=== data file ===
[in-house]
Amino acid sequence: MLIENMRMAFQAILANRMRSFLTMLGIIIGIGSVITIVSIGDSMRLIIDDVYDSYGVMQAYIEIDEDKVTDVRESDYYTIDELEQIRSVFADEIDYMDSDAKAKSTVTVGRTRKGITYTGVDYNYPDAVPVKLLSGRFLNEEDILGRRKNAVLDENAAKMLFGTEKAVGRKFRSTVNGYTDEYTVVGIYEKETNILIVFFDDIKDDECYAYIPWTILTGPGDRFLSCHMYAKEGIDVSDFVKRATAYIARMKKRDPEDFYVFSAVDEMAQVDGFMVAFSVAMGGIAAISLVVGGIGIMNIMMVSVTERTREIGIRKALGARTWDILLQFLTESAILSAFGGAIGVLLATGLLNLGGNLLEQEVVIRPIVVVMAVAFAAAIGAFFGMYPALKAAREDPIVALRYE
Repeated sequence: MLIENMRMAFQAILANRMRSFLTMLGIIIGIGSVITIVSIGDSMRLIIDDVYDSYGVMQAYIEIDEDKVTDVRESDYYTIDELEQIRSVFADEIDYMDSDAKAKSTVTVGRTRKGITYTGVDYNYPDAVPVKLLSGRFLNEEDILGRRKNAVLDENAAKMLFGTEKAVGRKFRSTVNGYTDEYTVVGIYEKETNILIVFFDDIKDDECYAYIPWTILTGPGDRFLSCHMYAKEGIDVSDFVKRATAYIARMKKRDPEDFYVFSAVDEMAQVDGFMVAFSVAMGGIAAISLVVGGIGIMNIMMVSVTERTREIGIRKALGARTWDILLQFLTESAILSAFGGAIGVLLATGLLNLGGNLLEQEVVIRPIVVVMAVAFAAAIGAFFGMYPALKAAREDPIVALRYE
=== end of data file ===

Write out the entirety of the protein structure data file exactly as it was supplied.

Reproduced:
[in-house]
Amino acid sequence: MLIENMRMAFQAILANRMRSFLTMLGIIIGIGSVITIVSIGDSMRLIIDDVYDSYGVMQAYIEIDEDKVTDVRESDYYTIDELEQIRSVFADEIDYMDSDAKAKSTVTVGRTRKGITYTGVDYNYPDAVPVKLLSGRFLNEEDILGRRKNAVLDENAAKMLFGTEKAVGRKFRSTVNGYTDEYTVVGIYEKETNILIVFFDDIKDDECYAYIPWTILTGPGDRFLSCHMYAKEGIDVSDFVKRATAYIARMKKRDPEDFYVFSAVDEMAQVDGFMVAFSVAMGGIAAISLVVGGIGIMNIMMVSVTERTREIGIRKALGARTWDILLQFLTESAILSAFGGAIGVLLATGLLNLGGNLLEQEVVIRPIVVVMAVAFAAAIGAFFGMYPALKAAREDPIVALRYE
Repeated sequence: MLIENMRMAFQAILANRMRSFLTMLGIIIGIGSVITIVSIGDSMRLIIDDVYDSYGVMQAYIEIDEDKVTDVRESDYYTIDELEQIRSVFADEIDYMDSDAKAKSTVTVGRTRKGITYTGVDYNYPDAVPVKLLSGRFLNEEDILGRRKNAVLDENAAKMLFGTEKAVGRKFRSTVNGYTDEYTVVGIYEKETNILIVFFDDIKDDECYAYIPWTILTGPGDRFLSCHMYAKEGIDVSDFVKRATAYIARMKKRDPEDFYVFSAVDEMAQVDGFMVAFSVAMGGIAAISLVVGGIGIMNIMMVSVTERTREIGIRKALGARTWDILLQFLTESAILSAFGGAIGVLLATGLLNLGGNLLEQEVVIRPIVVVMAVAFAAAIGAFFGMYPALKAAREDPIVALRYE